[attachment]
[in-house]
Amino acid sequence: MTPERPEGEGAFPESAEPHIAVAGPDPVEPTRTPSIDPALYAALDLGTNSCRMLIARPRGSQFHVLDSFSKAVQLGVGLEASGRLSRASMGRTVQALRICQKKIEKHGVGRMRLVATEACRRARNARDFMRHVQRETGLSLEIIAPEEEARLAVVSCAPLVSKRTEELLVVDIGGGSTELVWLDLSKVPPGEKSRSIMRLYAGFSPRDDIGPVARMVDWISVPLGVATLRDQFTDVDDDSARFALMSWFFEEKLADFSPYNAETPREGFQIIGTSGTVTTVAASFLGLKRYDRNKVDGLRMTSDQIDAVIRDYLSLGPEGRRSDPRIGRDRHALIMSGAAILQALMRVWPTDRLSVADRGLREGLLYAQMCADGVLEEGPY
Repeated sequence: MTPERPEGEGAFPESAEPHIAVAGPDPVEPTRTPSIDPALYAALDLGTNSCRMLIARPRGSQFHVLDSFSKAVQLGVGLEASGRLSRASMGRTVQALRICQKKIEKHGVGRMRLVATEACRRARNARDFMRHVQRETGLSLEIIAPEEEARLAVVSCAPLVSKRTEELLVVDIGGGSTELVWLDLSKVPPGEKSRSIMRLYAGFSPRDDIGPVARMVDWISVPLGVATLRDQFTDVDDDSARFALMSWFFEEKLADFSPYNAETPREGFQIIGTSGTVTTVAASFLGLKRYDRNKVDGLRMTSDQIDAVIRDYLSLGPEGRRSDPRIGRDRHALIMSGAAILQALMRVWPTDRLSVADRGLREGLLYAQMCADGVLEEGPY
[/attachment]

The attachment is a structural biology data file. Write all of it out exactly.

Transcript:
[in-house]
Amino acid sequence: MTPERPEGEGAFPESAEPHIAVAGPDPVEPTRTPSIDPALYAALDLGTNSCRMLIARPRGSQFHVLDSFSKAVQLGVGLEASGRLSRASMGRTVQALRICQKKIEKHGVGRMRLVATEACRRARNARDFMRHVQRETGLSLEIIAPEEEARLAVVSCAPLVSKRTEELLVVDIGGGSTELVWLDLSKVPPGEKSRSIMRLYAGFSPRDDIGPVARMVDWISVPLGVATLRDQFTDVDDDSARFALMSWFFEEKLADFSPYNAETPREGFQIIGTSGTVTTVAASFLGLKRYDRNKVDGLRMTSDQIDAVIRDYLSLGPEGRRSDPRIGRDRHALIMSGAAILQALMRVWPTDRLSVADRGLREGLLYAQMCADGVLEEGPY
Repeated sequence: MTPERPEGEGAFPESAEPHIAVAGPDPVEPTRTPSIDPALYAALDLGTNSCRMLIARPRGSQFHVLDSFSKAVQLGVGLEASGRLSRASMGRTVQALRICQKKIEKHGVGRMRLVATEACRRARNARDFMRHVQRETGLSLEIIAPEEEARLAVVSCAPLVSKRTEELLVVDIGGGSTELVWLDLSKVPPGEKSRSIMRLYAGFSPRDDIGPVARMVDWISVPLGVATLRDQFTDVDDDSARFALMSWFFEEKLADFSPYNAETPREGFQIIGTSGTVTTVAASFLGLKRYDRNKVDGLRMTSDQIDAVIRDYLSLGPEGRRSDPRIGRDRHALIMSGAAILQALMRVWPTDRLSVADRGLREGLLYAQMCADGVLEEGPY